Room – Emma Donoghue

Posted on March 6, 2013

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Room - Emma Donoghue

Room – Emma Donoghue

It’s hard to not feel bad for someone, maybe to actually feel apathetic for someone, who’s been kidnapped and imprisoned for 7 years; Emma Donoghue (wiki, personal site) may have accomplished this feat by penning Room (Amazon Link).  It might be best to stop quickly here and say that I would recommend Room to many people, it just did not do the trick for me.  The concept is fascinating, but really beyond that, I thought this booked lacked the development of its soul and so many elements which really make a story truly captivating.

So much felt contrived.  Jack’s, the 5-year-old narrator of the entire book, speech often waffled amongst varying levels of comprehension, degrees of grammatical correctness, and depth of vocabulary; Dr. Clay’s unnecessary poetic references straining for credibility; Ma throwing in a line, immediately after escaping from her imprisonment, about how there are so many other prisoners in the world today; the list goes on.

The most forced aspect of the book comes as Ma and Jack entered into the real world after their truly brave escape from Room.  Ma in particular takes the re-acclimation to everyday life on a particularly tortured path.  She has to ‘endure’ common sense questions from doctors, nurses, the media, and even her family.  Readers are shown, through Jack’s eyes, how Ma must grit her teeth, painfully fight off every live wire of ferocious angst against this world who just can’t seem to ‘get’ her as she’s returned, carry the weight of her torment, the unimaginable stress of 7 years held captive as a sex slave.  However, in the course of coming back to the real world, we are not shown any human emotion in Ma, which might be reasonable if we are to put ourselves literally in her shoes, but yet, we’re also not shown a woman whose humanity has been ground down into some feral state or presenting Stockholm Syndrome.  It’s as if we’re supposed to believe that Ma has lived her life in confinement, just as any other mother, and has escaped, emerging just like every other woman.  Never shedding a tear, never breaking down and collapsing from overwhelming emotion, the most we get is a woman overdosing on some nondescript medication.  The same reaction we see in actual reality from depressed or partying women from teens up to adulthood.  The entire act does disgrace to the legitimate tragic victims of the unthinkable realities Ma’s character suffered through and panders grossly to the hugely booming cult of mommy-economics.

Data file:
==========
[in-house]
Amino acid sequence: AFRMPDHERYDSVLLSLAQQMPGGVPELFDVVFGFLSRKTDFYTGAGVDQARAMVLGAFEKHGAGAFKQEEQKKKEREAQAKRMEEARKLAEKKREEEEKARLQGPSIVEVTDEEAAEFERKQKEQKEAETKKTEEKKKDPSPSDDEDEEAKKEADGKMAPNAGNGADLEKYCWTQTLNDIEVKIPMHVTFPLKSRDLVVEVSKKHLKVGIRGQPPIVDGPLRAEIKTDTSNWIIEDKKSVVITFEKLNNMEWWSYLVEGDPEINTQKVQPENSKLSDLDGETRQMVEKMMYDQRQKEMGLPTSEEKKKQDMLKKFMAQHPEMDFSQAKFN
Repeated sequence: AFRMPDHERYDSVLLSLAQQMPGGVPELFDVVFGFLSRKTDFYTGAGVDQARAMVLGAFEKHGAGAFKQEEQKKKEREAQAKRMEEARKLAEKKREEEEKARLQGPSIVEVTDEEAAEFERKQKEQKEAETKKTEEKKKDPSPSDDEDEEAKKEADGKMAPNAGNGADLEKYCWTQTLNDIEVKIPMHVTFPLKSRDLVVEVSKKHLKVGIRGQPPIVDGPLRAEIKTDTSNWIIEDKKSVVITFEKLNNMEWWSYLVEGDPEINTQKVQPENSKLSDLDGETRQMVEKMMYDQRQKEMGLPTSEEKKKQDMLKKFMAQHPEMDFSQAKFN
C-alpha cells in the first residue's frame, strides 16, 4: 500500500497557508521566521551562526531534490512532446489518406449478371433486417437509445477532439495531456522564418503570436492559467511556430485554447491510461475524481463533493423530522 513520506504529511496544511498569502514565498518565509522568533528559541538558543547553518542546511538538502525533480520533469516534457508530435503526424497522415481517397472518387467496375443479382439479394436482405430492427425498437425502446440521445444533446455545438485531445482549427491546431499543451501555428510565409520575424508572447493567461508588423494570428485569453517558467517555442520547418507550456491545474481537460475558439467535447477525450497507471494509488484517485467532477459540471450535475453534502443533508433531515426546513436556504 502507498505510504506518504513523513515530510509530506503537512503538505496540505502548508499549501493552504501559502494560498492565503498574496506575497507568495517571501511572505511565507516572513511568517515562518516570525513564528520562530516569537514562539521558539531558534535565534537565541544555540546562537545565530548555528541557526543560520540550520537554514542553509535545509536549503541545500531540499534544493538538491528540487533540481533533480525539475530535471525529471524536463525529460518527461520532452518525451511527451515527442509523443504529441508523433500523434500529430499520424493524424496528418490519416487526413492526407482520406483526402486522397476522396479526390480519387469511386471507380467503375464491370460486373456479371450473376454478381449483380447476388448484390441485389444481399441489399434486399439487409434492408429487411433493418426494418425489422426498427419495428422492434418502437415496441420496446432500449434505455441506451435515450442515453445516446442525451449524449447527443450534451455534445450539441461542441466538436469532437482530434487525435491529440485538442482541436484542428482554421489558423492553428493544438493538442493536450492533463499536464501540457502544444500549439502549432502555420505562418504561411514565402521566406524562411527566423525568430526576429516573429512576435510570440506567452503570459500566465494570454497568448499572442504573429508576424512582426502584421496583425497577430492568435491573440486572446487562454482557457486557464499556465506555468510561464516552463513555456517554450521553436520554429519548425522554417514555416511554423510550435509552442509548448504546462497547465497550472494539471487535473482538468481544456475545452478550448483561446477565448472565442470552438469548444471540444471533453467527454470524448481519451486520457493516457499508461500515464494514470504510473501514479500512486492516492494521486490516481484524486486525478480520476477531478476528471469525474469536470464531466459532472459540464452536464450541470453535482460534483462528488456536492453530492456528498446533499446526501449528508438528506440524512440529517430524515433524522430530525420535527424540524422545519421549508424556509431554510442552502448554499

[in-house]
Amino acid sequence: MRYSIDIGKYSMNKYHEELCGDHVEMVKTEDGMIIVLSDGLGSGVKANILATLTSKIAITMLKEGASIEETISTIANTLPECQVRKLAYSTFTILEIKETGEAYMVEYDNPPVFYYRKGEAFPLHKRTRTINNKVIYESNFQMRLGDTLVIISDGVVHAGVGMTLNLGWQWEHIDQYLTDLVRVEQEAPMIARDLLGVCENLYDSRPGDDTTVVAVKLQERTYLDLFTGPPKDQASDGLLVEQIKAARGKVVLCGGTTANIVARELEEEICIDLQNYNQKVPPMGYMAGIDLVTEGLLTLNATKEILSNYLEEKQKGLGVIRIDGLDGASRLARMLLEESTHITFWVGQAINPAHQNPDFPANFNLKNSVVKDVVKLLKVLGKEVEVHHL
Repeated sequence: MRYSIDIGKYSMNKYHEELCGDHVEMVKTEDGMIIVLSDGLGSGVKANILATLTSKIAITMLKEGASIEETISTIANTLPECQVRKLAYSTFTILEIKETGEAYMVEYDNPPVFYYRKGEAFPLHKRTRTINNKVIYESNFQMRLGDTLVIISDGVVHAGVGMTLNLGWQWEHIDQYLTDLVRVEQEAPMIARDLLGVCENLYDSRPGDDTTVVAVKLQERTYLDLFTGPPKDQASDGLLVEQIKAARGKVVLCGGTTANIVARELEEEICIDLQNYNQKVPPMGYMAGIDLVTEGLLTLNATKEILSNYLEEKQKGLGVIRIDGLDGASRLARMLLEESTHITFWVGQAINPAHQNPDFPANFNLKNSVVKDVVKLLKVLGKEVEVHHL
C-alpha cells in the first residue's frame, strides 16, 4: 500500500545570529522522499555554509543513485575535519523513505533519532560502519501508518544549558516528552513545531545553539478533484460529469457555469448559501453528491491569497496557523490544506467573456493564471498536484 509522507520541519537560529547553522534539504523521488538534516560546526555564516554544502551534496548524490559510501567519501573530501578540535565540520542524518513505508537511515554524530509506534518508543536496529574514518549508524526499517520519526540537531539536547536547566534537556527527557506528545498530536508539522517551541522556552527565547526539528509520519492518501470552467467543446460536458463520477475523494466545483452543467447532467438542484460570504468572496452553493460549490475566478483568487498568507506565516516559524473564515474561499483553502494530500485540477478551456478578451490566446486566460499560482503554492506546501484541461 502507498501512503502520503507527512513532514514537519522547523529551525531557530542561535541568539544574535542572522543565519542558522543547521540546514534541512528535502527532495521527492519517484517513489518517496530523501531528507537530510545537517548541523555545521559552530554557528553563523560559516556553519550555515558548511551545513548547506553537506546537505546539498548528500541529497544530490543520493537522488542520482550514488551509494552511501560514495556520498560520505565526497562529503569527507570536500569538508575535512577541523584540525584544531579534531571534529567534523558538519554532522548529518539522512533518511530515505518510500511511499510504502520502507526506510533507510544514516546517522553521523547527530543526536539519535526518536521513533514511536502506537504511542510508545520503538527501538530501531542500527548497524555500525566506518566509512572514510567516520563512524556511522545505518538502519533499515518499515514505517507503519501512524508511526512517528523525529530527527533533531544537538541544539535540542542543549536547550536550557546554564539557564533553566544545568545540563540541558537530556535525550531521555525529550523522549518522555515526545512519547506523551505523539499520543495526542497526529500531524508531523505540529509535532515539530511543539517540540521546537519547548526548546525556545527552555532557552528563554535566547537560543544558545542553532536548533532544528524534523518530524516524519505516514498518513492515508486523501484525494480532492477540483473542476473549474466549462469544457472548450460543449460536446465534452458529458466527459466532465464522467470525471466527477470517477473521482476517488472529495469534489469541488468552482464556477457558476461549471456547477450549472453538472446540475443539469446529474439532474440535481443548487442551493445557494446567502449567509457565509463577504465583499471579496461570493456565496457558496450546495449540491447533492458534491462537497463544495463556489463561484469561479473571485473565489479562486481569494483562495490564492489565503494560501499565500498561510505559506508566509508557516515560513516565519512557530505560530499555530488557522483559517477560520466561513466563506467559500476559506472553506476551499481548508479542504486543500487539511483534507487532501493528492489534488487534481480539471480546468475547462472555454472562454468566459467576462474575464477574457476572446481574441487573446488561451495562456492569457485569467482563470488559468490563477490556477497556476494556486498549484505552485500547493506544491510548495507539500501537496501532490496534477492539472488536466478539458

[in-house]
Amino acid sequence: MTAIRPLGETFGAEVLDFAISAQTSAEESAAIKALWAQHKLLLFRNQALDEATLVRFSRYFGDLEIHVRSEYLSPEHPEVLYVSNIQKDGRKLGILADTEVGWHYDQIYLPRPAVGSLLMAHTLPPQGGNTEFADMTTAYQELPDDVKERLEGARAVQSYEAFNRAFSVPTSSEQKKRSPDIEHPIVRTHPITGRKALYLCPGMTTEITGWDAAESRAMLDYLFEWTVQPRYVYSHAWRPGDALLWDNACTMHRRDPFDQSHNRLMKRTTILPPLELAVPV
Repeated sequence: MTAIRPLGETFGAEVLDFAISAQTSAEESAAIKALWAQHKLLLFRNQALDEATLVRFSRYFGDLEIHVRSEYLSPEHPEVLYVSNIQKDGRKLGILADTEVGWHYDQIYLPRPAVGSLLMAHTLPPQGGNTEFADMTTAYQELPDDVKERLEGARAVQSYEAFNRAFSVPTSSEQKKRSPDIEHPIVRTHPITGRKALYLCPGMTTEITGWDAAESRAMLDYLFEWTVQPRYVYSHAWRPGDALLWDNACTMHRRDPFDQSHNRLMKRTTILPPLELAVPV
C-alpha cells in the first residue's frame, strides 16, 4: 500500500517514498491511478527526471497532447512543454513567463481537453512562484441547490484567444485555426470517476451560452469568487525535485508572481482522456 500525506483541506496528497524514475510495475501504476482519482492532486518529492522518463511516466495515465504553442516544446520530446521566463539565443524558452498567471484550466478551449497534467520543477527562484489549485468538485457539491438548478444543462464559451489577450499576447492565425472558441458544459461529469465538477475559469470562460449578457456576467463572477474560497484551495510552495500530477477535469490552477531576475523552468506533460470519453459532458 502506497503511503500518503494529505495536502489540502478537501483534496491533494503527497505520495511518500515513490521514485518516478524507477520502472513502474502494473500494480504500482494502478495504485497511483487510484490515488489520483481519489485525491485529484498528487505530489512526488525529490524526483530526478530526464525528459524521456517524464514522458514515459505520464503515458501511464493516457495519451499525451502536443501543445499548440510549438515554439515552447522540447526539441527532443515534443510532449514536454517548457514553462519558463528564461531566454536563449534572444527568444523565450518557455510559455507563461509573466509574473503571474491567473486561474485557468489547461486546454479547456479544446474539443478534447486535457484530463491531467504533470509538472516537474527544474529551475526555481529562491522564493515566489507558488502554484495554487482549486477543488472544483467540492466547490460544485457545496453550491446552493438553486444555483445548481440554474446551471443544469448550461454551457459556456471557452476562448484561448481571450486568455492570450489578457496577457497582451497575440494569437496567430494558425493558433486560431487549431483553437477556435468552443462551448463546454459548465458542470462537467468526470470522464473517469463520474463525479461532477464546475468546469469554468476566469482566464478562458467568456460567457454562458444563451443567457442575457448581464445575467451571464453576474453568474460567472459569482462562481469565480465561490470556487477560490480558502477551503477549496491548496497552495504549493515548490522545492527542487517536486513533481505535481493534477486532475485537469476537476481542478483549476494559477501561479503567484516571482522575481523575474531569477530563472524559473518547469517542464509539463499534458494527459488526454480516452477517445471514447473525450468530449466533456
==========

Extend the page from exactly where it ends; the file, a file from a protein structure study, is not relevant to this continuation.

The voice of Jack does little to bolster this story with eloquence and insight.  For a taste of the palatable grimaces that await you in Room, here is a very concise and accurate pantomime of the 5-year-old child’s voice  and speech used by the author to tell the story as written by “A real pageturner” from Amazon’s web site (whole review here) in which “A real pageturner” critiques the book:

Why nobody warned me about the awful of reading a story telled by a 5-year-old child? If I’d knowed, I would have putted Book back on Shelf and runned away, hippity-hop like the Runaway Bunny. Silly Me, I readed all of Book because lots of people telled me about the good of it, so I thinked it would get better in a little bit. No way Jose, Book just goed on and on like this for 321 excruciating pages. I know what excruciating means because that’s what Ma says it feels like when Tooth hurts really bad, and after reading this book I knowed what she meaned. Why Emma Donoghue made this choice? I’ve readed lots of books else by her, but Room is my worst favorite of all the books she writed.

Now some will find this book inspiring, uplifting and courageous, and they do have that right.  But great literature should shed light on humanity and be a prism through which we are voyeurs on a fragment of humanity indiscernible to the naked eye.  With the lofty premise Donoghue attempts to employ, I feel she falls short of greatness, but in the end, develops a coherent-enough piece that many could enjoy.  If nothing else, Room, has a very cool web site.

Thanks for reading!  And please let me know what you think.

 

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